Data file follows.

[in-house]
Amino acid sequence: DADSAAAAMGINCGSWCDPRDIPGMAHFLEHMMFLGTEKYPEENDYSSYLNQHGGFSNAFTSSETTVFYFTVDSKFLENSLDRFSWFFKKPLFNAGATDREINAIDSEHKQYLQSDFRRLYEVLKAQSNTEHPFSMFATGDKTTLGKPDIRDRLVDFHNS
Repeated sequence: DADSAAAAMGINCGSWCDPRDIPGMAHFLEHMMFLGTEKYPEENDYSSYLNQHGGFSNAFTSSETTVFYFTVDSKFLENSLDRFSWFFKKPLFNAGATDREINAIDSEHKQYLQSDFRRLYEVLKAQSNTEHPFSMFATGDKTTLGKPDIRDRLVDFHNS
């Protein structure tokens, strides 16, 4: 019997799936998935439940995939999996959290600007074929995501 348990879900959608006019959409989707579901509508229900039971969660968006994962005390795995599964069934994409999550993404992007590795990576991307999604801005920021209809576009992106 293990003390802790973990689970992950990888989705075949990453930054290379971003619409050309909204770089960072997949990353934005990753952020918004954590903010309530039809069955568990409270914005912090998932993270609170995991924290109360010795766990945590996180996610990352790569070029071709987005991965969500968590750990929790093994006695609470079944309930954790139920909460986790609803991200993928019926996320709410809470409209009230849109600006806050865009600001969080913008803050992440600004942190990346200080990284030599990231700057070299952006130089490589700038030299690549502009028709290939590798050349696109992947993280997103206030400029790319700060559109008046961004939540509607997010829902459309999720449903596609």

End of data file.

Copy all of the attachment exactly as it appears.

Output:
[in-house]
Amino acid sequence: DADSAAAAMGINCGSWCDPRDIPGMAHFLEHMMFLGTEKYPEENDYSSYLNQHGGFSNAFTSSETTVFYFTVDSKFLENSLDRFSWFFKKPLFNAGATDREINAIDSEHKQYLQSDFRRLYEVLKAQSNTEHPFSMFATGDKTTLGKPDIRDRLVDFHNS
Repeated sequence: DADSAAAAMGINCGSWCDPRDIPGMAHFLEHMMFLGTEKYPEENDYSSYLNQHGGFSNAFTSSETTVFYFTVDSKFLENSLDRFSWFFKKPLFNAGATDREINAIDSEHKQYLQSDFRRLYEVLKAQSNTEHPFSMFATGDKTTLGKPDIRDRLVDFHNS
């Protein structure tokens, strides 16, 4: 019997799936998935439940995939999996959290600007074929995501 348990879900959608006019959409989707579901509508229900039971969660968006994962005390795995599964069934994409999550993404992007590795990576991307999604801005920021209809576009992106 293990003390802790973990689970992950990888989705075949990453930054290379971003619409050309909204770089960072997949990353934005990753952020918004954590903010309530039809069955568990409270914005912090998932993270609170995991924290109360010795766990945590996180996610990352790569070029071709987005991965969500968590750990929790093994006695609470079944309930954790139920909460986790609803991200993928019926996320709410809470409209009230849109600006806050865009600001969080913008803050992440600004942190990346200080990284030599990231700057070299952006130089490589700038030299690549502009028709290939590798050349696109992947993280997103206030400029790319700060559109008046961004939540509607997010829902459309999720449903596609």